Cleaning lateral morphological features of the root canal: The role of streaming and cavitation

J. P. Robinson, Ricardo G. Macedo, B. Verhaagen, Michel Versluis* (Corresponding Author), P.R. Cooper, L.W.M. van der Sluis, A.D. Walmsley

*Corresponding author for this work

Research output: Contribution to journalArticleAcademicpeer-review

11 Citations (Scopus)

Abstract

Aim: To investigate the effects of ultrasonic activation file type, lateral canal location and irrigant on the removal of a biofilm-mimicking hydrogel from a fabricated lateral canal. Additionally, the amount of cavitation and streaming was quantified for these parameters. Methodology: An intracanal sonochemical dosimetry method was used to quantify the cavitation generated by an IrriSafe 25 mm length, size 25 file inside a root canal model filled with filtered degassed/saturated water or three different concentrations of NaOCl. Removal of a hydrogel, demonstrated previously to be an appropriate biofilm mimic, was recorded to measure the lateral canal cleaning rate from two different instruments (IrriSafe 25 mm length, size 25 and K 21 mm length, size 15) activated with a P5 Suprasson (Satelec) at power P8.5 in degassed/saturated water or NaOCl. Removal rates were compared for significant differences using nonparametric Kruskal-Wallis and/or Mann-Whitney U-tests. Streaming was measured using high-speed particle imaging velocimetry at 250 kfps, analysing both the oscillatory and steady flow inside the lateral canals. Results: There was no significant difference in amount of cavitation between tap water and oversaturated water (P = 0.538), although more cavitation was observed than in degassed water. The highest cavitation signal was generated with NaOCl solutions (1.0%, 4.5%, 9.0%) (P < 0.007) and increased with concentration (P < 0.014). The IrriSafe file outperformed significantly the K-file in removing hydrogel (P < 0.05). Up to 64% of the total hydrogel volume was removed after 20 s. The IrriSafe file typically outperformed the K-file in generating streaming. The oscillatory velocities were higher inside the lateral canal 3 mm compared to 6 mm from WL and were higher for NaOCl than for saturated water, which in turn was higher than for degassed water. Conclusions: Measurements of cavitation and acoustic streaming have provided insight into their contribution to cleaning. Significant differences in cleaning, cavitation and streaming were found depending on the file type and size, lateral canal location and irrigant used. In general, the IrriSafe file outperformed the K-file, and NaOCl performed better than the other irrigants tested. The cavitation and streaming measurements revealed that both contributed to hydrogel removal and both play a significant role in root canal cleaning.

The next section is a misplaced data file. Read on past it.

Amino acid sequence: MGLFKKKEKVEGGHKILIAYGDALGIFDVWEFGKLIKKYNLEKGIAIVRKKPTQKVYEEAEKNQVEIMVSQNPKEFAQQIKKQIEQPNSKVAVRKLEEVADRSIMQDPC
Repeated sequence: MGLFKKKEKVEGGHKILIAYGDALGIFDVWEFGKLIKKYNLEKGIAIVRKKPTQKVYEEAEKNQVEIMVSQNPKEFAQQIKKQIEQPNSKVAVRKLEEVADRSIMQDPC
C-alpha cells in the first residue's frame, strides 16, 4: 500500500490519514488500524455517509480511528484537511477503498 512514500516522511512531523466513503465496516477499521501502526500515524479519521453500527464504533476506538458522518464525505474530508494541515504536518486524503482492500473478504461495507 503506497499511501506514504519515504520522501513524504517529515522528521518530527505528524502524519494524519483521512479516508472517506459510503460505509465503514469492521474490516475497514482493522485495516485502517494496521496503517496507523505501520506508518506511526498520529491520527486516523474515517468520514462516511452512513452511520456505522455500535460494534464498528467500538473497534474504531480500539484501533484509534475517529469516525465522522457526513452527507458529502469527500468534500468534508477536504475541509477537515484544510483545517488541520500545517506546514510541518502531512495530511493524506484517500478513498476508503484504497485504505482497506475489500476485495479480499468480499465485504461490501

Original languageEnglish
Pages (from-to)e55–e64
JournalInternational endodontic journal
Volume51
Issue numberS1
Early online date27 Jun 2017
DOIs
Publication statusPublished - 1 Jan 2018

Keywords

  • UT-Hybrid-D
  • Cleaning
  • Lateral canal
  • Streaming
  • Cavitation

Fingerprint Dive into the research topics of 'Cleaning lateral morphological features of the root canal: The role of streaming and cavitation'. Together they form a unique fingerprint.

Cite this